Some file types like cell phone messaging apps, cloud services, and social media postings require a more nuanced collection approach than more standard email or hard drive collection. You can work with a collection specialist or eDiscovery expert, who will know the best practices for each type of data source. For example, with cell phones the type of phone, operating system, and owner’s data management practices will all affect how you collect and preserve data from that device, and if it’s even possible. If the owner regularly backs their phone up to a cloud service, the collection may be done remotely and swiftly. Otherwise, you may need to do a physical collection. Many smartphone users now have messaging apps that encrypt their data, which can be particularly complicated to collect.

As you go through the collection process, it is important to protect the data you collect from intentional or accidental changes and preserve it for eventual use in your case. Defensible collection of computer files can involve using hash values, which are unique identifiers that correspond to a file’s contents. During eDiscovery, we can compare hash values before and after collection to check that a file has remained the same. If a file is defensibly collected and processed, this information will not change even if the file name has been modified. This prevents file duplication, which can save time and money during the review process, and most importantly, it maintains the integrity of data by exposing any attempts to manipulate it.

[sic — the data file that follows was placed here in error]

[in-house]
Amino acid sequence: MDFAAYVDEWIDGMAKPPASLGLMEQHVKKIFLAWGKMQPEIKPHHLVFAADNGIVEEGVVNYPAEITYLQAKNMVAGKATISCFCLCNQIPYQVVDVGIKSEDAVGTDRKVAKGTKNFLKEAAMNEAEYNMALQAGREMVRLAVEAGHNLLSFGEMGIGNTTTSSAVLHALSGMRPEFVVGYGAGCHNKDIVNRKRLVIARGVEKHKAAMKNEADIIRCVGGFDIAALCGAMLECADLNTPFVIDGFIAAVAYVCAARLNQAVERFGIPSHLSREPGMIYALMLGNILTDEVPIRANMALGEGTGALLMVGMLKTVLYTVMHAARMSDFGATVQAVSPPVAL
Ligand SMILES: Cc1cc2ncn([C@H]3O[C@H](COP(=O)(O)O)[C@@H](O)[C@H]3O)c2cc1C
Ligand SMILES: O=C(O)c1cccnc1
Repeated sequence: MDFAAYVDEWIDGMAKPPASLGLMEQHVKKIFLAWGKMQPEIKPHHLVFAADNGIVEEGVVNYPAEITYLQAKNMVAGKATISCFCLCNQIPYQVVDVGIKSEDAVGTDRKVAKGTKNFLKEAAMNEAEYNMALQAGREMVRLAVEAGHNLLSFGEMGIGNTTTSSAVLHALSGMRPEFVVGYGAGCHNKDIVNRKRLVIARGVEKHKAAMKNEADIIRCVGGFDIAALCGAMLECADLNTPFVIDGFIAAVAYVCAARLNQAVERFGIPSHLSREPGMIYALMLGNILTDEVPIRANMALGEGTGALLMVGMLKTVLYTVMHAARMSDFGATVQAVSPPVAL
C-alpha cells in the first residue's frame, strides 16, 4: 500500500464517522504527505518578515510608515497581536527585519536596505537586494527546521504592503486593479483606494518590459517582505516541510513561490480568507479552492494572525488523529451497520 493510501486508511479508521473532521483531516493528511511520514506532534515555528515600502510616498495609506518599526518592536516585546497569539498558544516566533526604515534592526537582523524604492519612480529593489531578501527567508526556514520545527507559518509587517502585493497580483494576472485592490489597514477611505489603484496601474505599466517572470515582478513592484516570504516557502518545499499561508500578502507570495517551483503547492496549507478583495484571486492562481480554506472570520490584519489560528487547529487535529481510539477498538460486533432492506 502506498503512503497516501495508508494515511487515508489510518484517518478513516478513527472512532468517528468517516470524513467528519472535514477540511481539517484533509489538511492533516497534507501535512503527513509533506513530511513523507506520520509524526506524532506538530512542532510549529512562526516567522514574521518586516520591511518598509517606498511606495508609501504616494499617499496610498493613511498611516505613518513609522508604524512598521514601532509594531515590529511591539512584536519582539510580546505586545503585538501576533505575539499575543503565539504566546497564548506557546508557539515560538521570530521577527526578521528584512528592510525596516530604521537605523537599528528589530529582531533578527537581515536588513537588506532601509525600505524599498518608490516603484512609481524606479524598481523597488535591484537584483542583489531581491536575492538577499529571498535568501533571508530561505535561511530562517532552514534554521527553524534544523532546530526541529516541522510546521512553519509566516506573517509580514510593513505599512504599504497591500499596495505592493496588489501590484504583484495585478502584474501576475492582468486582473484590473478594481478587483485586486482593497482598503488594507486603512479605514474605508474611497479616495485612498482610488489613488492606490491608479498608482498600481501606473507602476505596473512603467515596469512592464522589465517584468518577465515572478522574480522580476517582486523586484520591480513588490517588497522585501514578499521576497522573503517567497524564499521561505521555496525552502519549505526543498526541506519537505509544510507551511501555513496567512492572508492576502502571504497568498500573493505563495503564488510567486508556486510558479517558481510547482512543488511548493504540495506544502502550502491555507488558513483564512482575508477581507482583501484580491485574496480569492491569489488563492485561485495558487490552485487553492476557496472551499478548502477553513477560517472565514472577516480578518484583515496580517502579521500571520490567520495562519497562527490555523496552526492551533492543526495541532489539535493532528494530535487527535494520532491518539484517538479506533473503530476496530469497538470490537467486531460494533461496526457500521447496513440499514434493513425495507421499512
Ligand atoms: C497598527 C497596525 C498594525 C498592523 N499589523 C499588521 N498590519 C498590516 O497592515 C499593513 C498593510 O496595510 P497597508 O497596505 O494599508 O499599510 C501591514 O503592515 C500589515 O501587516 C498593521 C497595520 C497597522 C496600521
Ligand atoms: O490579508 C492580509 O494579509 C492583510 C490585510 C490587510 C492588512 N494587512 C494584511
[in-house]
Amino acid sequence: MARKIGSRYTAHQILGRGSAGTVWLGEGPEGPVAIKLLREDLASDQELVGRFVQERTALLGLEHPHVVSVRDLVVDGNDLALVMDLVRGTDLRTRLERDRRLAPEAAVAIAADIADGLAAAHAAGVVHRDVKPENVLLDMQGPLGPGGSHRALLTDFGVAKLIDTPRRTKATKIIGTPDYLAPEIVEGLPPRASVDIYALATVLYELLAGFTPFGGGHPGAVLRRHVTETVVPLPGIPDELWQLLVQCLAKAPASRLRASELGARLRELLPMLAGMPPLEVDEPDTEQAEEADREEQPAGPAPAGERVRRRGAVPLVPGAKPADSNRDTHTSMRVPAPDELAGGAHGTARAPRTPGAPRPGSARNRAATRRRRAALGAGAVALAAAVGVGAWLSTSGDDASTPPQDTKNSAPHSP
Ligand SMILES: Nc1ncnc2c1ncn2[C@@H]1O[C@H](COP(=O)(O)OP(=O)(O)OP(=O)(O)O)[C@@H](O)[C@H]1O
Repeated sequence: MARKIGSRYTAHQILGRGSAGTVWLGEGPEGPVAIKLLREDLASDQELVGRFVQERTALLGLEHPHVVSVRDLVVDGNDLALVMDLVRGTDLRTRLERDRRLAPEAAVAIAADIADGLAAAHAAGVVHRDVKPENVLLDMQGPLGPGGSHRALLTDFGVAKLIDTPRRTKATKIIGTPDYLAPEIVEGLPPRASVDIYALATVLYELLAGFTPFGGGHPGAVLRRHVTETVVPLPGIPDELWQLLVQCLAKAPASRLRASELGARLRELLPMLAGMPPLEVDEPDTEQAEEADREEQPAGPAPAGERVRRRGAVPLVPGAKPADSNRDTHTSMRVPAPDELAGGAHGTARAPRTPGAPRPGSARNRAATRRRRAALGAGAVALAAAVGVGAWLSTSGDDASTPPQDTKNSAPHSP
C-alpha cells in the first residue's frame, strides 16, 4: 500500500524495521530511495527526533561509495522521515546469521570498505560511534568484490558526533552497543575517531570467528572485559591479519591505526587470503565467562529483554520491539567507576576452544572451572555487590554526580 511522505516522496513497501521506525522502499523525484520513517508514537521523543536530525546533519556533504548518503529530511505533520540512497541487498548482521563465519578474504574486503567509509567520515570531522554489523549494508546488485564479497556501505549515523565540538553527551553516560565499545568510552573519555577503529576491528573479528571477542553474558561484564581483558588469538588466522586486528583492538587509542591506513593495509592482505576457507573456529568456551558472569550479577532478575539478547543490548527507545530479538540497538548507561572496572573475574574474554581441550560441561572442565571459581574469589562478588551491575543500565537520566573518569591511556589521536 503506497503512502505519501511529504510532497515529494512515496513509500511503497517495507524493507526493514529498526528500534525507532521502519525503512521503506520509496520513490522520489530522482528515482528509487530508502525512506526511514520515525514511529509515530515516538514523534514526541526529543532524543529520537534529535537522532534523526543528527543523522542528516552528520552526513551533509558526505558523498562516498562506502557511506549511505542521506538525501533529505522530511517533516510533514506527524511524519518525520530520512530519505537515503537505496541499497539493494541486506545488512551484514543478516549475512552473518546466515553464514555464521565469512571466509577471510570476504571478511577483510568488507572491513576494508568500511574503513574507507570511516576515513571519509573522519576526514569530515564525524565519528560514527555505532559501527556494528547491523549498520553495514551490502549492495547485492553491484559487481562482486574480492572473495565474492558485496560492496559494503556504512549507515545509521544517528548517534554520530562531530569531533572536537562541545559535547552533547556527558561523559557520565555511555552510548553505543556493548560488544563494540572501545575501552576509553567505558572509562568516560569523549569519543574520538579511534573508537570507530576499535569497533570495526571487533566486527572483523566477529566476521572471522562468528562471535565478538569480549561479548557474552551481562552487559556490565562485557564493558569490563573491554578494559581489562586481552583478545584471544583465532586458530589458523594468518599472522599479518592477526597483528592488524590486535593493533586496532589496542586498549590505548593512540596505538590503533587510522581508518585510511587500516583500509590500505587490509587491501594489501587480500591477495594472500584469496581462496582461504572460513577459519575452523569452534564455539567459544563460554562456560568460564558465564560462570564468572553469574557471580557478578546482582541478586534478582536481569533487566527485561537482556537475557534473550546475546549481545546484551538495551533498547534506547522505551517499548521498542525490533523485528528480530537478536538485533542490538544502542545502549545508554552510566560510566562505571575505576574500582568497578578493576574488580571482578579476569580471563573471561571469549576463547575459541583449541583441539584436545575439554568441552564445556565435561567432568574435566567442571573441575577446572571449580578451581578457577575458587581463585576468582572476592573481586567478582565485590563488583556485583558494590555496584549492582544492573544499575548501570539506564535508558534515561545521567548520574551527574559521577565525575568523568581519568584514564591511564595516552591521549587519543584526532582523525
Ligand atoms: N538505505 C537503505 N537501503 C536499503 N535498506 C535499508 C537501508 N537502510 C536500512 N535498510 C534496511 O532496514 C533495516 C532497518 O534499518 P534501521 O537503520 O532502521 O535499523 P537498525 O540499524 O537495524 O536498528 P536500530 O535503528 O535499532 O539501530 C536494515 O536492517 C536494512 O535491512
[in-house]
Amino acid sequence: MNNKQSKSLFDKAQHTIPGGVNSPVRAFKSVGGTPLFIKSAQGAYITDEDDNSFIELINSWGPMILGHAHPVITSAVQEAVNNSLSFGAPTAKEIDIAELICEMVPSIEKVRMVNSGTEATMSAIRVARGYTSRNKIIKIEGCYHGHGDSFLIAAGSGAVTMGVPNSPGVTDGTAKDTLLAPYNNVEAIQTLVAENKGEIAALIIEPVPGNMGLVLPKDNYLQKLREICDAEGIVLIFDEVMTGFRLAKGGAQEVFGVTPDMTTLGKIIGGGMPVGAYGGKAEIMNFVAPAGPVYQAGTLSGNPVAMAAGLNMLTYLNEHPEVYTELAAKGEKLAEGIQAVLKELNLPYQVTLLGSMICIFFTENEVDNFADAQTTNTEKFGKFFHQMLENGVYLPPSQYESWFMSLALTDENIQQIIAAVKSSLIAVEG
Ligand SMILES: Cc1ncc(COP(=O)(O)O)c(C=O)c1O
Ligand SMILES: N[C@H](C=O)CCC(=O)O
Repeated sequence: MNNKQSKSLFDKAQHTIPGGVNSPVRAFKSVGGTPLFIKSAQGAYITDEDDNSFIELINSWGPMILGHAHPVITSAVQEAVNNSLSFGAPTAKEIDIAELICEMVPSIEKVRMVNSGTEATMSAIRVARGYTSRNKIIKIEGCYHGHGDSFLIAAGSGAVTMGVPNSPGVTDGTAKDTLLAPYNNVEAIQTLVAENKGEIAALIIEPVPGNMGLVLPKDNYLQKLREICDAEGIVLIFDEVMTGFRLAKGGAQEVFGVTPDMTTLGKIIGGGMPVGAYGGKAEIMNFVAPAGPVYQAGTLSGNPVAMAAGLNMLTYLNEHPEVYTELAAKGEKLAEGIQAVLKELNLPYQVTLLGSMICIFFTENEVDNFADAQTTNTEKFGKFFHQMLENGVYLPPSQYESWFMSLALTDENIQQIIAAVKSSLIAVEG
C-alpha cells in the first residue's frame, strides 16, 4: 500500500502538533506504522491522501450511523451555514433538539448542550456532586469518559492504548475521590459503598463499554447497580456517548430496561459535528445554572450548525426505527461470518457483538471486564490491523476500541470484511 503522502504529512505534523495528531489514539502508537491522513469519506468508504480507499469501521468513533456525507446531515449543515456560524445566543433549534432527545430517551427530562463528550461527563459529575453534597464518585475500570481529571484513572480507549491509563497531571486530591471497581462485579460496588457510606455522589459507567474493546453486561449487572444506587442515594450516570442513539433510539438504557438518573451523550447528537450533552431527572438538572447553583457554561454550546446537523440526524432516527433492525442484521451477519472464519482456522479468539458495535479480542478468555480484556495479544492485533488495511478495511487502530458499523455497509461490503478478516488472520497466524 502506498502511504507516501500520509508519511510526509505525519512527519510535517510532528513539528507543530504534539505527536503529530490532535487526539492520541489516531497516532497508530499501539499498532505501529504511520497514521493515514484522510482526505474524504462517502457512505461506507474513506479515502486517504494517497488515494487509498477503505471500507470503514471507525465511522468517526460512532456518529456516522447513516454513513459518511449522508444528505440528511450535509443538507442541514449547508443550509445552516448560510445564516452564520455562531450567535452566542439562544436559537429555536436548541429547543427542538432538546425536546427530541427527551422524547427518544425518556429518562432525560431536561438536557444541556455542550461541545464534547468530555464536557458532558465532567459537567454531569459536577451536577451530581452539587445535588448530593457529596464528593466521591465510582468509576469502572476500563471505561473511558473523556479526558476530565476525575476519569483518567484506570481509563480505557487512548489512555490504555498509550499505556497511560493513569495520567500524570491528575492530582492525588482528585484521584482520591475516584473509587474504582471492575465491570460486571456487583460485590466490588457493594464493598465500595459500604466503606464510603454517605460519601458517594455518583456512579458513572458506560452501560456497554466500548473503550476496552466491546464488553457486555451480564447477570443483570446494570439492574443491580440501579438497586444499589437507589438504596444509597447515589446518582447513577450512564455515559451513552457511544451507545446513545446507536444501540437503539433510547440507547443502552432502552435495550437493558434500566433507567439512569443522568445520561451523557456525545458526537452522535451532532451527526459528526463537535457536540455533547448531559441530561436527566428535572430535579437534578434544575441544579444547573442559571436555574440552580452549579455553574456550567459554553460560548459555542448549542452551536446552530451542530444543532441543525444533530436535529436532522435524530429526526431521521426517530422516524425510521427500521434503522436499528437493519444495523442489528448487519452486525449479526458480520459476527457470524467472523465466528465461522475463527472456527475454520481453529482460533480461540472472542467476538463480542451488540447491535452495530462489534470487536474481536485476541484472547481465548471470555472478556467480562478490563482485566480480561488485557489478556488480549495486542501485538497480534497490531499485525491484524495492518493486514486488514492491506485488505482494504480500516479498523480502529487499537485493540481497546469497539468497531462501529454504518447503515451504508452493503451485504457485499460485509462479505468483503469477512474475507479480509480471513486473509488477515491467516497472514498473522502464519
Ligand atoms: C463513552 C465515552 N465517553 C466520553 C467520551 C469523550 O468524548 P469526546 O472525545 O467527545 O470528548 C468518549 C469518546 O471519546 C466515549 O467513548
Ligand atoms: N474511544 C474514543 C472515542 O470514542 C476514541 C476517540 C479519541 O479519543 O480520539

Who should do the collection? Each case will be unique, but it is always safest to work with a trusted eDiscovery expert who can tailor a bespoke approach. However, many clients prefer to have their IT department do the collection, and this can be defensible if executed carefully. You should still consider hiring an expert who can advise your client’s IT team to ensure they do the collection correctly and defensibly. The systems required for proper collection are unique and an eDiscovery vendor will be able to advise on the best way to conduct a proper search. For example, search terms need to be just right so that you don’t collect too much, but you do gather what will be relevant. This can involve customizing keywords to include alternative spellings, nicknames, etc. Each case is going to be a little different, which is why it helps to consult with experts.

As the data transitions from its original source to the collection destination, it is advisable to maintain clear documentation in the chain of custody. Whether you do this through workflow technologies or simple spreadsheets, you’ll want to identify individuals on your team who will be responsible and accountable for managing a record of where your data has been. As a best practice, you can ask your eDiscovery vendor to take you through their chain-of-custody documentation and the reports they use to track data through the collections process.

While a defensible eDiscovery process requires an investment in time and resources, it’s a responsibility that should be taken seriously now that courts are less tolerant of reckless collection practices. In order to protect yourself and your client’s interests, it’s always best to start with a defensible collection.